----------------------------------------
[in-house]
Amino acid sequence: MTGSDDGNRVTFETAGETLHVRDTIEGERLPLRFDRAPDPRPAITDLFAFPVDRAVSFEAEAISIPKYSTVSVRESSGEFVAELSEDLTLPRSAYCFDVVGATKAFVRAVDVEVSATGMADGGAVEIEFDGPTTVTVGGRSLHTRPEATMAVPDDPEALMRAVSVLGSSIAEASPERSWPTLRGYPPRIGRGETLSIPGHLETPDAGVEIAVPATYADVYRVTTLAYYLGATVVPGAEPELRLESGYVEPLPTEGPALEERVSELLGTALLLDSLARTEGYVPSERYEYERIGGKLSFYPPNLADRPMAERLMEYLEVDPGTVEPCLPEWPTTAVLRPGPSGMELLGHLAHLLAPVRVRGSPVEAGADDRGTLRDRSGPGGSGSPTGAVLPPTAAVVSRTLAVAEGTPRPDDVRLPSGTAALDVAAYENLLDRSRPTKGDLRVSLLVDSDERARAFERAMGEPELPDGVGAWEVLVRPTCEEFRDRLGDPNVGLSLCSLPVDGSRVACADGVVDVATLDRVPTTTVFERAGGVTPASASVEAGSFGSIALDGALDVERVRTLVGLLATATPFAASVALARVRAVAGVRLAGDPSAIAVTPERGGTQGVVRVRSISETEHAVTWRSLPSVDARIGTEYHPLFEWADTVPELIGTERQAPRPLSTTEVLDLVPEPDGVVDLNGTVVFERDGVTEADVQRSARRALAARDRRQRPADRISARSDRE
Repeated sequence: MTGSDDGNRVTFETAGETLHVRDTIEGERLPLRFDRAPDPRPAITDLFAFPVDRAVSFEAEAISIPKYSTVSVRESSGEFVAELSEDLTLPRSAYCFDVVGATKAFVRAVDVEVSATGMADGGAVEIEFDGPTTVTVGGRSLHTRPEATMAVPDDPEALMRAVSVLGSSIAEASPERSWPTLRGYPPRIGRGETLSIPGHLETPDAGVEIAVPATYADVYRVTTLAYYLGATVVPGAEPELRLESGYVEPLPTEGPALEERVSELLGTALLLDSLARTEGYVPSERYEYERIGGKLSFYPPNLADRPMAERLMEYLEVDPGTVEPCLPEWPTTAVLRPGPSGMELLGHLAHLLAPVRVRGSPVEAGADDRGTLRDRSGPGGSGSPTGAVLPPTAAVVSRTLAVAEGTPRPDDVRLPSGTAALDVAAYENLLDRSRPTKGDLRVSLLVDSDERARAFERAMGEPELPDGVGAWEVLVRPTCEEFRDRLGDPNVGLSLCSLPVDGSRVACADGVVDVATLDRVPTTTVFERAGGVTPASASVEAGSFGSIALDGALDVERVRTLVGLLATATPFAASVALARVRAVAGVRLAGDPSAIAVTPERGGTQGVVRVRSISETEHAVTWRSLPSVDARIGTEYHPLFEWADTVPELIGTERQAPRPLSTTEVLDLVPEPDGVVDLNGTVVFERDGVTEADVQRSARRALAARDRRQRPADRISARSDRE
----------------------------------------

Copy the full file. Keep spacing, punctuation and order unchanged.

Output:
[in-house]
Amino acid sequence: MTGSDDGNRVTFETAGETLHVRDTIEGERLPLRFDRAPDPRPAITDLFAFPVDRAVSFEAEAISIPKYSTVSVRESSGEFVAELSEDLTLPRSAYCFDVVGATKAFVRAVDVEVSATGMADGGAVEIEFDGPTTVTVGGRSLHTRPEATMAVPDDPEALMRAVSVLGSSIAEASPERSWPTLRGYPPRIGRGETLSIPGHLETPDAGVEIAVPATYADVYRVTTLAYYLGATVVPGAEPELRLESGYVEPLPTEGPALEERVSELLGTALLLDSLARTEGYVPSERYEYERIGGKLSFYPPNLADRPMAERLMEYLEVDPGTVEPCLPEWPTTAVLRPGPSGMELLGHLAHLLAPVRVRGSPVEAGADDRGTLRDRSGPGGSGSPTGAVLPPTAAVVSRTLAVAEGTPRPDDVRLPSGTAALDVAAYENLLDRSRPTKGDLRVSLLVDSDERARAFERAMGEPELPDGVGAWEVLVRPTCEEFRDRLGDPNVGLSLCSLPVDGSRVACADGVVDVATLDRVPTTTVFERAGGVTPASASVEAGSFGSIALDGALDVERVRTLVGLLATATPFAASVALARVRAVAGVRLAGDPSAIAVTPERGGTQGVVRVRSISETEHAVTWRSLPSVDARIGTEYHPLFEWADTVPELIGTERQAPRPLSTTEVLDLVPEPDGVVDLNGTVVFERDGVTEADVQRSARRALAARDRRQRPADRISARSDRE
Repeated sequence: MTGSDDGNRVTFETAGETLHVRDTIEGERLPLRFDRAPDPRPAITDLFAFPVDRAVSFEAEAISIPKYSTVSVRESSGEFVAELSEDLTLPRSAYCFDVVGATKAFVRAVDVEVSATGMADGGAVEIEFDGPTTVTVGGRSLHTRPEATMAVPDDPEALMRAVSVLGSSIAEASPERSWPTLRGYPPRIGRGETLSIPGHLETPDAGVEIAVPATYADVYRVTTLAYYLGATVVPGAEPELRLESGYVEPLPTEGPALEERVSELLGTALLLDSLARTEGYVPSERYEYERIGGKLSFYPPNLADRPMAERLMEYLEVDPGTVEPCLPEWPTTAVLRPGPSGMELLGHLAHLLAPVRVRGSPVEAGADDRGTLRDRSGPGGSGSPTGAVLPPTAAVVSRTLAVAEGTPRPDDVRLPSGTAALDVAAYENLLDRSRPTKGDLRVSLLVDSDERARAFERAMGEPELPDGVGAWEVLVRPTCEEFRDRLGDPNVGLSLCSLPVDGSRVACADGVVDVATLDRVPTTTVFERAGGVTPASASVEAGSFGSIALDGALDVERVRTLVGLLATATPFAASVALARVRAVAGVRLAGDPSAIAVTPERGGTQGVVRVRSISETEHAVTWRSLPSVDARIGTEYHPLFEWADTVPELIGTERQAPRPLSTTEVLDLVPEPDGVVDLNGTVVFERDGVTEADVQRSARRALAARDRRQRPADRISARSDRE